What types of information can be included in your credit report?
The following types of information can be included in your consumer credit report:
- your full name
- your date of birth
- your sex
- your current (or last known) address and previous 2 addresses
- the name of your current (or last known) employer
- your driver’s licence number
- the names of any credit providers that have provided you with consumer credit, and whether they are licenced by ASIC
- the type of consumer credit provided by those credit providers
- the day on which that consumer credit was made available to you and (if relevant) terminated
- the limit on that consumer credit
- certain terms and conditions of that consumer credit, including limited information about your repayment and interest obligations
- repayment history information, which is information about whether you have made a consumer credit payment on time, or whether you have missed a payment
- financial hardship information, which is reported against your repayment history information
- that a credit provider has requested access to information held in your consumer credit report in connection with an application that you have made to that credit provider for consumer or commercial credit (an information request, more commonly known as a credit enquiry)
- the type and amount of consumer or commercial credit that you sought in that application
- that you have defaulted on a consumer credit payment of $150 or more (this means that you are at least 60 days overdue in making the payment)
- a statement that you have since paid an amount that was recorded as default in your consumer credit report
- the fact that, as a result of a default, you have agreed to a variation in the terms and conditions of consumer credit, or you are provided with new consumer credit
- any court judgements made against you that relate to credit provided to, or applied for by, you
- certain information about you that is recorded on the National Personal Insolvency Index, including information that relates to bankruptcy and debt agreements.
- certain publicly available information that relates to your activities in Australia and your creditworthiness. A credit reporting body (CRB) can only collect this information where it is generally available to members of the public and where the CRB collects the information from an agency or a state or territory authority
- the opinion of a credit provider that you have committed a serious credit infringement.
Your credit report can also include a credit score that has been created by a CRB using the types of personal information listed above. A credit score indicates the CRB’s analysis of your eligibility to be provided with consumer credit.
What about other information about your consumer or commercial credit activities?
Other information about consumer credit
A credit provider is not permitted to give a CRB any other information about your consumer credit activities, than those listed above, for the purpose of including that information in your consumer credit report.
However, a credit provider may still hold these other types of information. For example, a credit provider might ask you for information about your income when you make an application for credit. The credit provider cannot give information about your income to a CRB to be included in your consumer credit report. However, the credit provider may still use that information for the purpose of deciding whether to give you credit.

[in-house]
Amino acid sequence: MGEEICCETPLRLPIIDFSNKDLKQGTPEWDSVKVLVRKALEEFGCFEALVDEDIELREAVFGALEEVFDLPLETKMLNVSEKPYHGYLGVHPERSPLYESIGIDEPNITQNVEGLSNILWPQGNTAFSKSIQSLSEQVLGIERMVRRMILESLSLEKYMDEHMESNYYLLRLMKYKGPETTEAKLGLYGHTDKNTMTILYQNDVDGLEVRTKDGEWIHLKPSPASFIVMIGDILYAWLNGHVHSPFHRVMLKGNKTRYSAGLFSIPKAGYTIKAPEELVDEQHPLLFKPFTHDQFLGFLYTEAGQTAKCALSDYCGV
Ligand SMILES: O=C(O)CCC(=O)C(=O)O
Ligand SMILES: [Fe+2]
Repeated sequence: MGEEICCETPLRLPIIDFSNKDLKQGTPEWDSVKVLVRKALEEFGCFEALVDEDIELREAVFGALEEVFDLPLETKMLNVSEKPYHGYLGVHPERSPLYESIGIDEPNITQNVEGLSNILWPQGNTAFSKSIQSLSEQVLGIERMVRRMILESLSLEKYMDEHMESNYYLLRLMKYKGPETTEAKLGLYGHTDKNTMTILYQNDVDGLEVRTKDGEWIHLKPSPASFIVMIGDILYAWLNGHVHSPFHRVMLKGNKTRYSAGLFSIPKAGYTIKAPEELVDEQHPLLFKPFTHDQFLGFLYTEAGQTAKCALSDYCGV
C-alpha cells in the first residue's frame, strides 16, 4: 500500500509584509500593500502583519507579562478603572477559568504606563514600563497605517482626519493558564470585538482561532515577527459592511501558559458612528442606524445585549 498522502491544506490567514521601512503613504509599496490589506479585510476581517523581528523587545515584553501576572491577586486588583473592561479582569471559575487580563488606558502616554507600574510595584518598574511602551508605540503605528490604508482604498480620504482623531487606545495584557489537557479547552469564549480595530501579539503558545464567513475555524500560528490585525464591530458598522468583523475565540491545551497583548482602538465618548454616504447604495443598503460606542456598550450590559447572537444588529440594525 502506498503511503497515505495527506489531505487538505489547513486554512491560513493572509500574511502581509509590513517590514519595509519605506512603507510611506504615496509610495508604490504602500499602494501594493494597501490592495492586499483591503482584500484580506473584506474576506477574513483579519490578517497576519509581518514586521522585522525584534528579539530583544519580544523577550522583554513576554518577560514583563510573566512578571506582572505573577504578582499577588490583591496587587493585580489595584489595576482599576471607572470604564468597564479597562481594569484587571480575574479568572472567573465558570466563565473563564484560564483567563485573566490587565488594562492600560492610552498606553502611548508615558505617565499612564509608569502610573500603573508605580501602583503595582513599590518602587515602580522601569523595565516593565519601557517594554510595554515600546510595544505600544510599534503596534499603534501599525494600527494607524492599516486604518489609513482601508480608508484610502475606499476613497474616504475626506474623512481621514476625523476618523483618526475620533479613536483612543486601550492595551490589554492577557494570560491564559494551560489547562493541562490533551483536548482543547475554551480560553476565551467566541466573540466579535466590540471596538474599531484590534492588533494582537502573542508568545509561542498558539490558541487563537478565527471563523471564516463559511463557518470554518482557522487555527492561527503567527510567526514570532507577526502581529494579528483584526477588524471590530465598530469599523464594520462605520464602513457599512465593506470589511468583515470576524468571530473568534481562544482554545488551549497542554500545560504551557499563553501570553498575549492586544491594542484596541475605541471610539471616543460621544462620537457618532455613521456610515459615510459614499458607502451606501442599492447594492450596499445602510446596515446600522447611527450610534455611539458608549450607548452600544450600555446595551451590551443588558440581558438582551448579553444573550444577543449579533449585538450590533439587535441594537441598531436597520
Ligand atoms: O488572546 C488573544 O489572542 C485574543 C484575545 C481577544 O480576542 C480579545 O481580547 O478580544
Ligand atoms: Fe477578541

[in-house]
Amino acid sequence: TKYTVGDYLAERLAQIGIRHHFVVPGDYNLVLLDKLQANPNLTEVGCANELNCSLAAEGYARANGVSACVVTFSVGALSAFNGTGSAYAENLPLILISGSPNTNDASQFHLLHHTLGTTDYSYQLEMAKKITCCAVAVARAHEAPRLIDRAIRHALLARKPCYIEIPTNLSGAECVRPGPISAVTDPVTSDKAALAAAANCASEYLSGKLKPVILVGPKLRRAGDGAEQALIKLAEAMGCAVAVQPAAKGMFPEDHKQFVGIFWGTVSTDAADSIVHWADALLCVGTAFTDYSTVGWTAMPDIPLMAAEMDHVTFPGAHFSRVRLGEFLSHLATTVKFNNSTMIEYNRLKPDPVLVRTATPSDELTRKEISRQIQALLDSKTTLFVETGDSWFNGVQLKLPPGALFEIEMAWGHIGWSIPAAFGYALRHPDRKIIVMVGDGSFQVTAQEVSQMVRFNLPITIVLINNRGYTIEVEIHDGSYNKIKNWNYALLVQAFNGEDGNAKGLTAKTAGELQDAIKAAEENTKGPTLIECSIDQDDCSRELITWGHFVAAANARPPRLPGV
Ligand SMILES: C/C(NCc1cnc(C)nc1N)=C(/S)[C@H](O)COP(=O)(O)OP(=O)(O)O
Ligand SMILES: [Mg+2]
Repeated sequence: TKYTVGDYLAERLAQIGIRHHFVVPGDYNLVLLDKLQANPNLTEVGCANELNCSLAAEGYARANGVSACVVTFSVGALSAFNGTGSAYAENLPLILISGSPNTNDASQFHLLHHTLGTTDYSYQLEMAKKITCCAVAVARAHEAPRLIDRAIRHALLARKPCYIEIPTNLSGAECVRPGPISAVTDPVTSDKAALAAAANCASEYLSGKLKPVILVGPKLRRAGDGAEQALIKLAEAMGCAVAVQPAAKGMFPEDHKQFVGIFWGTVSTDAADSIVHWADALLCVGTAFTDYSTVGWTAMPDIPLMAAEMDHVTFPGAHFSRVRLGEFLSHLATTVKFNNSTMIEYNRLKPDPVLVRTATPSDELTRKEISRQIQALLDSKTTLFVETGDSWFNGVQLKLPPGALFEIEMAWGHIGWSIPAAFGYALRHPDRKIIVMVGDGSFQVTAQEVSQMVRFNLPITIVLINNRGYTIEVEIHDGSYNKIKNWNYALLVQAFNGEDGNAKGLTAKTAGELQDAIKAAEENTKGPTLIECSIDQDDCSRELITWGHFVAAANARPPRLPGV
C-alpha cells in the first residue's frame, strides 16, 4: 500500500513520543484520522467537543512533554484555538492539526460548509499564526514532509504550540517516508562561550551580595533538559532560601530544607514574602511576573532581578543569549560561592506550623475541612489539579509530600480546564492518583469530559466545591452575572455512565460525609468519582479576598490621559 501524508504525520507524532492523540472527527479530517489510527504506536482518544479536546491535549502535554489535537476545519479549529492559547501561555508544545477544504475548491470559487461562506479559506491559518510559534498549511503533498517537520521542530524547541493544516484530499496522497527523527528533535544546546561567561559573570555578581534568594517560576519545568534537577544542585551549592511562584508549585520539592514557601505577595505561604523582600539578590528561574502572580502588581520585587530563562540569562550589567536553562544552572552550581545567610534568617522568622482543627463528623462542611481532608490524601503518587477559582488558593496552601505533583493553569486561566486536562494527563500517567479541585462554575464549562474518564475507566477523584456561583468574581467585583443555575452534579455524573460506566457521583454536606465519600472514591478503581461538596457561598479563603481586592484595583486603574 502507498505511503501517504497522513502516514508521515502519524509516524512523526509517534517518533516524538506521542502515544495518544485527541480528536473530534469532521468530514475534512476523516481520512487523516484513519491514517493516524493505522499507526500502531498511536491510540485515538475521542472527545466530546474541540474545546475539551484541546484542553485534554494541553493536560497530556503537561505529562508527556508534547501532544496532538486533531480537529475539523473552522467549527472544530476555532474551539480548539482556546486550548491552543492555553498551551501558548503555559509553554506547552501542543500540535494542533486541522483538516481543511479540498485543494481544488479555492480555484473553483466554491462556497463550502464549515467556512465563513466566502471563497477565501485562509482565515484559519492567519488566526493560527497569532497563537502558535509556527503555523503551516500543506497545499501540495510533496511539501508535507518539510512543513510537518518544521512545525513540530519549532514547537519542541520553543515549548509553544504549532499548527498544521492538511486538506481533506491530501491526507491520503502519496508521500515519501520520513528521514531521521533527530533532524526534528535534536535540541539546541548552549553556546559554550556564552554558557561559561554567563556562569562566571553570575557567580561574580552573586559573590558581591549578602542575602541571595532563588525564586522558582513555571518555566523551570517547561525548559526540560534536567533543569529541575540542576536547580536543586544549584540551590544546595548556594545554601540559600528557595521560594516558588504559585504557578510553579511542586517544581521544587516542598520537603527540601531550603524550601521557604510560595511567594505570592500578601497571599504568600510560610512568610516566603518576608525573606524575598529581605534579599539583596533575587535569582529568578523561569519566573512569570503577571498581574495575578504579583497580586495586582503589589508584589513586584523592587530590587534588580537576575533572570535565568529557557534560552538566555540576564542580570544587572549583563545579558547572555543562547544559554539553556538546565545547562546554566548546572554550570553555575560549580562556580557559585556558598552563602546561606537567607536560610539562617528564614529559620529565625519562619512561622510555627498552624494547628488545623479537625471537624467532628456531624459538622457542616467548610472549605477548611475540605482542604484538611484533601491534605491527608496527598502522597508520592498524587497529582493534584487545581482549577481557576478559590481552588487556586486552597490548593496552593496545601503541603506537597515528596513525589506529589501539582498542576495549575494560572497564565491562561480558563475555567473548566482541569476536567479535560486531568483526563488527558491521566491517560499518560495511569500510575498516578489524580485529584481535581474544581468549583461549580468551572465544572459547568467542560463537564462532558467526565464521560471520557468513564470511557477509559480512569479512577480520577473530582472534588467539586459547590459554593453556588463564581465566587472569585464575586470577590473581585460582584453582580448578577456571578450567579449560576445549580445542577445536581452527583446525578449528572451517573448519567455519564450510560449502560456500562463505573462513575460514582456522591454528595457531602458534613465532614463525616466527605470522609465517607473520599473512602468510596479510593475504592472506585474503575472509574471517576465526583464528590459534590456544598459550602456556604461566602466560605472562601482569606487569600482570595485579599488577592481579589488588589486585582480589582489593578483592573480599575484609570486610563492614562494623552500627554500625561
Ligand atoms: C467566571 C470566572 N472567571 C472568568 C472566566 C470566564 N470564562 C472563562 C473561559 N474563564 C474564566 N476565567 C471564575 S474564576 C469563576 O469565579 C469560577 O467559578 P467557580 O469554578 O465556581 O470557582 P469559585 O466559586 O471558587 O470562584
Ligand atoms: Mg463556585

Importantly, a credit provider that is also an APP entity will still be required to comply with the Australian Privacy Principles (APPs) when handling that information.
Credit reporting bodies
A CRB is not permitted to handle any other information about your consumer credit activities, than the information listed above.
Other information about commercial credit
Your consumer credit report may contain specific types of personal information about any commercial credit that you have applied for.
The credit reporting laws do not apply to the handling of any other personal information about your commercial credit activities. However, the credit reporting laws determine when a credit provider can handle your consumer credit report for a purpose connected with an application you have made for commercial credit.
What gives CRBs the authority to collect the information in your credit report?
The information contained in your consumer credit report, which is produced by a credit reporting body, is supplied by credit providers. Your consumer credit report may also contain information about any instances in which you have failed to meet your repayment obligations, such as defaults, court judgments and bankruptcies.
Section 21C of the Privacy Act requires credit providers to notify you that they are likely to provide your personal information to credit reporting bodies for credit reporting purposes. Some credit providers are required to provide your personal information to credit reporting bodies under mandatory consumer credit reporting rules.
Notification means that the credit provider must provide you with certain information. You should read that information and apply it to your personal circumstances.
To meet the notification requirements, credit providers generally:
- publish a statement of notifiable matters on their website
Credit enquiries on your credit report
When you apply for credit, a credit provider will request a copy of your credit report to assess your creditworthiness. This request will then be recorded as a credit enquiry on your credit report.
Credit providers are not required to obtain your consent to obtain a copy of your credit report for this purpose – the requirement is that credit providers give you notification that they will do so.